Wizards, it is said, don't know much about partying. Those who say so are very wrong. Since Wizards, the sort of which were congregating in Regulus that evening, are so very eager to get drunk and dance idiotically about and tell silly stories about trying to summon beautiful extradimensional spirits and instead getting cosmic horrors and whatnot that the magic part of their occupation takes the back seat to the social part. Which isn't to say that Wizards are social. They run away from company as soon as any Mathie would... though, unlike Mathies, Wizards do quite enjoy causing a scene... and the Carceran Bloodwine, with a bit of engine oil to make it go down easier, makes for some rather entertaining magic.

Leere hopped out of his house and onto it's gear just as the gigantic spring it rested upon began to uncoil. He landed with a bit of a falter to his step... as the ground he intended to land on when jumping had rotated a few degrees clockwise. Leere stood, dusted himself, and wandered through the silicon twilight toward a larger gear...

.....

"Bloody hell, look at them all," gasped Leere, blushing self-consciously as he looked over the crowd. Gathered in a special little gravitational paradox chamber, where two Wizards were racing around a moebius hung in midair, were some of the most powerful mortal spellcasters in Mechanus. Granted, there aren't very many mortal spellcasters in Mechanus, so this makes the competition a bit easier to beat, but the fact is, they had quite a weight in magic. Leere kept blushing, and restrained the urge to sprint away as some of his old female classmates walked by.

"Evening, Kitchen," cooed one, blowing him a kiss. She turned to her Wizard friends and giggled.

The room was grand. Built around the inside of a vertically rotating gear, the room was rather like a little version of Sigil turned on it's side. There were all manner of gravitational toys, and it seemed like noone wanted to agree on a standard for Up and Down. The openings on each side of the gear, covered wholely by some sort of glass, had a message painted in huge red letters that stated simply, "Welcome Wizards."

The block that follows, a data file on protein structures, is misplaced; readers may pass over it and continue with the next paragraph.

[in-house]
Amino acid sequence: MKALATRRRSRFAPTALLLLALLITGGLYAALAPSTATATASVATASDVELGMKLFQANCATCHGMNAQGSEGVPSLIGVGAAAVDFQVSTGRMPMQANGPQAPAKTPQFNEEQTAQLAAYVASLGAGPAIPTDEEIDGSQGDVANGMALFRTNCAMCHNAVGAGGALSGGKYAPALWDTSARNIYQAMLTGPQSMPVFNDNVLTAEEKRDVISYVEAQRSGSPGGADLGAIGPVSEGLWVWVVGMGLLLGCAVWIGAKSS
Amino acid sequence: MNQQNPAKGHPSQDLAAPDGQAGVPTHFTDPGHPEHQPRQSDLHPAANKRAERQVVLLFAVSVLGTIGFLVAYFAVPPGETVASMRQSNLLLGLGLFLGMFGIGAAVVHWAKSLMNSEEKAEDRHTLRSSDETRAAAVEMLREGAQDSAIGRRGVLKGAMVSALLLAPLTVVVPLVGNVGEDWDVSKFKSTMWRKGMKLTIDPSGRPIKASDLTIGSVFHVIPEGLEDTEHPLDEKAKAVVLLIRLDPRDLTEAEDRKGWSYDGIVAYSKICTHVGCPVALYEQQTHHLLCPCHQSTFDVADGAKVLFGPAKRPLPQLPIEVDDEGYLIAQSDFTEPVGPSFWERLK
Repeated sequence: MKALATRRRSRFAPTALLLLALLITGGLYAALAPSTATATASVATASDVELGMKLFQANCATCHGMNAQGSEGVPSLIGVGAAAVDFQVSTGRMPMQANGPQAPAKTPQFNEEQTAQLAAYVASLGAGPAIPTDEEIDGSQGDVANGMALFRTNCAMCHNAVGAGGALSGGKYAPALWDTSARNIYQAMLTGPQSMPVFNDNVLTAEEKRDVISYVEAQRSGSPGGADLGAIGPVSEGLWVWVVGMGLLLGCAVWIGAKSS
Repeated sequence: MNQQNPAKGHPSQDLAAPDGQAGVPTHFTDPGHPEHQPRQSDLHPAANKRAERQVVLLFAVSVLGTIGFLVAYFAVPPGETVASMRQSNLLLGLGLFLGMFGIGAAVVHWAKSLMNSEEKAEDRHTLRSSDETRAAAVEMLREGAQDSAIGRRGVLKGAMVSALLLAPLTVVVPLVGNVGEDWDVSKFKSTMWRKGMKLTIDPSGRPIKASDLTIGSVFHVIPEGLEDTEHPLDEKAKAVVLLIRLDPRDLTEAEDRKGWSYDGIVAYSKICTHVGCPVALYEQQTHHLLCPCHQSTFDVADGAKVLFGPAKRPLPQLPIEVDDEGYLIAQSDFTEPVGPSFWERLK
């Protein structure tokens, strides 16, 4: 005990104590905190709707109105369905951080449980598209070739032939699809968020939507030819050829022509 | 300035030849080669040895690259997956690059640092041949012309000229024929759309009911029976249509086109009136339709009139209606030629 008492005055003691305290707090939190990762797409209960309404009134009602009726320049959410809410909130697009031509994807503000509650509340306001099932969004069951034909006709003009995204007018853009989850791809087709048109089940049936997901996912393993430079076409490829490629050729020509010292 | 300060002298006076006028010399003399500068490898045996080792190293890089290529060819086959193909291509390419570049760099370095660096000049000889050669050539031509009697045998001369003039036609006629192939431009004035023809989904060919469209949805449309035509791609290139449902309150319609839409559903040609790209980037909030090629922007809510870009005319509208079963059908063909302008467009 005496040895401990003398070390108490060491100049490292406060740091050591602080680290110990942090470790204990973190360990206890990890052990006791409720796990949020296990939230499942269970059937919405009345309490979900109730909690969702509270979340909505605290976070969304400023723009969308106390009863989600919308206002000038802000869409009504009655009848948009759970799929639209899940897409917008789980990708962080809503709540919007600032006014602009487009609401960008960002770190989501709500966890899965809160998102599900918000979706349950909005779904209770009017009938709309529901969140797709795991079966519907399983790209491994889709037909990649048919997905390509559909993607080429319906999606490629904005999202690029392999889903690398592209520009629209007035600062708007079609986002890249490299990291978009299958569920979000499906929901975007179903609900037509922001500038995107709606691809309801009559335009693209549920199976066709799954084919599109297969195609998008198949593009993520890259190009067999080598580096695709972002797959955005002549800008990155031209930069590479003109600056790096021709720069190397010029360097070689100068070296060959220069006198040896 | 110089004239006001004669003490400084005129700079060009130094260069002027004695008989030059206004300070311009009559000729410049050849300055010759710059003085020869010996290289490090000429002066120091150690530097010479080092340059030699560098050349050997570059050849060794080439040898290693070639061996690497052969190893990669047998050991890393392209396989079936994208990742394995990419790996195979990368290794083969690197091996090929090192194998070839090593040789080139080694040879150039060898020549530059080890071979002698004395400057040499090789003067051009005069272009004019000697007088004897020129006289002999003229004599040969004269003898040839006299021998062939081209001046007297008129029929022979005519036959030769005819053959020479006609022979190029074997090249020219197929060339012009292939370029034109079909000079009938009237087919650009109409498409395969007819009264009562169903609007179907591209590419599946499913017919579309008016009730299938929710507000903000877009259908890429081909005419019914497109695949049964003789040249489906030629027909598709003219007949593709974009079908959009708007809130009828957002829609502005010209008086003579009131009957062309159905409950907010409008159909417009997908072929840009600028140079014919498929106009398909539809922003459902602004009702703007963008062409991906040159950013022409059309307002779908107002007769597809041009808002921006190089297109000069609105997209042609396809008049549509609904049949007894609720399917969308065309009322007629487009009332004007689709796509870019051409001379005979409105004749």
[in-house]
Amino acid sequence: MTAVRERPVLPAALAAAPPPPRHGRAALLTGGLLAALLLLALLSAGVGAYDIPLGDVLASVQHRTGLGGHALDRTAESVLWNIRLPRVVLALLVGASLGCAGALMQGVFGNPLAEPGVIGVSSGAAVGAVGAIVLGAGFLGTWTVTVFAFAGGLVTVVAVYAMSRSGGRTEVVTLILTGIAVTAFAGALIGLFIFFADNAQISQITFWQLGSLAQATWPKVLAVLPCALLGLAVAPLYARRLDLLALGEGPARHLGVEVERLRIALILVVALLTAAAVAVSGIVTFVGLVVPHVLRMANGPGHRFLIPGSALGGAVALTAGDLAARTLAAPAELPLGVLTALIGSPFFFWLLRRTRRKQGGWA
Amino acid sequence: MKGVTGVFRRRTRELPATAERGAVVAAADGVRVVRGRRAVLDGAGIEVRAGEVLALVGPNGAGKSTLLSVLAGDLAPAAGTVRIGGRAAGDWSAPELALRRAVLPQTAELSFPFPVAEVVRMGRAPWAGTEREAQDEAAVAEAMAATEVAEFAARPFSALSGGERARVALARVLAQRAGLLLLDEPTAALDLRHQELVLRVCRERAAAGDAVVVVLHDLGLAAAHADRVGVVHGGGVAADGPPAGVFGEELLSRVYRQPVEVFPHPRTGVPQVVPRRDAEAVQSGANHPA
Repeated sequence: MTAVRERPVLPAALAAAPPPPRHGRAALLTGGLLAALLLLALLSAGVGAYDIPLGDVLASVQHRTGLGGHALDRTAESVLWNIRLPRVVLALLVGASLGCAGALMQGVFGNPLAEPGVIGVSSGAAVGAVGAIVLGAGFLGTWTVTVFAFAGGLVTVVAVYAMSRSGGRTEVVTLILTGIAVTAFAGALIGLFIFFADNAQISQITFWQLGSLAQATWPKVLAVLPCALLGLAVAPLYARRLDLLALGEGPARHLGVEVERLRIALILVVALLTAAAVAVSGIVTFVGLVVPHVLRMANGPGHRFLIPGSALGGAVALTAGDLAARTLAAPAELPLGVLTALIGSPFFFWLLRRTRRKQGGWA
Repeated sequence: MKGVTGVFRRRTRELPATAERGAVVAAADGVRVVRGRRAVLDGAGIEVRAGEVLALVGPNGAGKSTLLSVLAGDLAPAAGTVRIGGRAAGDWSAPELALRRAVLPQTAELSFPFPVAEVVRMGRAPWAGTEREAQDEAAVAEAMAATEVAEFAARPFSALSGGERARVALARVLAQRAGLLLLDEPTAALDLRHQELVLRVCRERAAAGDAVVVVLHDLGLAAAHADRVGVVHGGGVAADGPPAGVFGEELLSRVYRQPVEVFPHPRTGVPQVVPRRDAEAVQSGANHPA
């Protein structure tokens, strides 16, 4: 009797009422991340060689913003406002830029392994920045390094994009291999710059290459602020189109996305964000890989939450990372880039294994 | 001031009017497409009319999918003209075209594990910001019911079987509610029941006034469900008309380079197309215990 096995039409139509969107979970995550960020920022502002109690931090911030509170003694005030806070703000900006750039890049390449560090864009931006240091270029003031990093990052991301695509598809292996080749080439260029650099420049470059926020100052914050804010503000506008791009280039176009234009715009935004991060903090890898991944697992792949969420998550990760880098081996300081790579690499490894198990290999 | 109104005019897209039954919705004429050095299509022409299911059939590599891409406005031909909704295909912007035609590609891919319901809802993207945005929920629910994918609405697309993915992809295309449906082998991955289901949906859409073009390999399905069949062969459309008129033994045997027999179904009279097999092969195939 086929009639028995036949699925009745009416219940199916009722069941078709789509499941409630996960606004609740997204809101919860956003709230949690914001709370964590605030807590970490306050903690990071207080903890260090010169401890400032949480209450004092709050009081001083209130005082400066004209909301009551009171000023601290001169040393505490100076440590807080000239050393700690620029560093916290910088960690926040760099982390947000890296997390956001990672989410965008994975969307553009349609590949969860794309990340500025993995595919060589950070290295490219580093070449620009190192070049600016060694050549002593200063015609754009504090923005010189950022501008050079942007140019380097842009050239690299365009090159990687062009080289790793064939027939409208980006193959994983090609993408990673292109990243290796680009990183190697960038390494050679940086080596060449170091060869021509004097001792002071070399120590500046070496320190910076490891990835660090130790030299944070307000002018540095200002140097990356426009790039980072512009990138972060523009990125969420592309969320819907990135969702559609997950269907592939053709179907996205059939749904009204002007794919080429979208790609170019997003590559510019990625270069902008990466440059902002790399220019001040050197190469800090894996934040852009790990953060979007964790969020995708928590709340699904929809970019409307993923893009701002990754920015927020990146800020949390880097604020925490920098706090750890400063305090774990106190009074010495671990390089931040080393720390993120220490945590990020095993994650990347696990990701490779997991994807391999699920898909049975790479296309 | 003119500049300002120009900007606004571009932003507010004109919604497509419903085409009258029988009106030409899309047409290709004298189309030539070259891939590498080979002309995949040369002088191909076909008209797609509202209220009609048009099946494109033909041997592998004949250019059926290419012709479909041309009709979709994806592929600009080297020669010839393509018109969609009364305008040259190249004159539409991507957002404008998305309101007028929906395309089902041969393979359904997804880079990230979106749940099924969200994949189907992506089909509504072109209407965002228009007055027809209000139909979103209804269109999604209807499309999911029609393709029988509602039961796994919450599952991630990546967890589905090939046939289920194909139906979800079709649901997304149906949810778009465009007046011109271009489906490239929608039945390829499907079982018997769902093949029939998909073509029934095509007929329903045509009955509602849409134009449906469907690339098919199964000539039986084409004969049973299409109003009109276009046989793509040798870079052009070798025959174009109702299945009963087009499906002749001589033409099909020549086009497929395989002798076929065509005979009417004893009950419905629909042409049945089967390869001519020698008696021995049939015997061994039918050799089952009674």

"Obviously, the gear's proprietors don't want the Wizards mucking about with the letters; there doesn't appear to be any obscene anagrams for 'Welcome Wizards,'" thought Leere. "That's fine." Leere made his way over to a sandwitch table. Moignos blipped in the air over his head, while a beautiful woman in black sidled in from the entrance. She didn't look like a Wizard, but this didn't concern Leere. Like his father, he thought, he'd end up married one day with no idea or memory of how it all happened. There's no sense in bothering with courtship. There is sense, however, in running away. Leere took his sandwitch and went to a corner, followed by his humming moignos.

"What (r) these things." Blipped a moigno, more to itself than to Leere.

"Scruphlgagphlg," said Leere with bits of sandwitch flopping out of his mouth. He watched the woman in black walk lithely across the room... beautiful. Her bald head bore a face, serene and expressionless, white as porceline; eyes an inky black, lips a lovely red. Her long leather dress conformed to every perfect curve of her body.

"Mmm," said Leere. He was about to think "I hope I wake up tomorrow to find that I've accidently married her," but was quickly distracted.

"Well! If it isn't Supply Cabinet!" The words echoed in Leere's ear. He gritted his teeth, and turned - his reverie broken - to stare up into the contemptuous, sneering face that was Eine Derarge.

"Yellow eyes and yellow hair and yellow teeth and a yellow belly," thought Leere.

"I heard that," said Eine, his lips curling into an even meaner sneer. "Couldn't take it, could you, Supply? Dropout, eh? Well, I graduated valedictorian, and am now in charge of law magic studies. Right here, in Regulus. Isn't that nice? We'll be seeing so much more of eachother." His lackies giggled. Leere slumped in his chair, trying to hide in his old robe. Eine had nice new clothes on... all leather and silver and spikes and goblin heads.

"Yes, how nice," mumbled Leere. "If you wouldn't mind, my name is Leere K'tion, too. Like it always has been."

"Righto, Cabinet," giggled Eine. He waved his hand, and a breeze blew in an embarrassing manner under Leere's robe. "I see you've got the old uniform on, no money for new things? That's a sodding bugger, too bad. I promise to pay you more, when you work under me."

Leere got up and walked away, his eyes red. Everyone was laughing at him, again. He went and sat on the edge of the moebius which dominated the room, his chin in one hand, and his sandwitch in the other. He was contemplating the sandwitch rather hard. Mathematicians are great at blocking out what happens to be going on around them. The whole conclave of Wizards laughed, and the females walked past. He ignored them.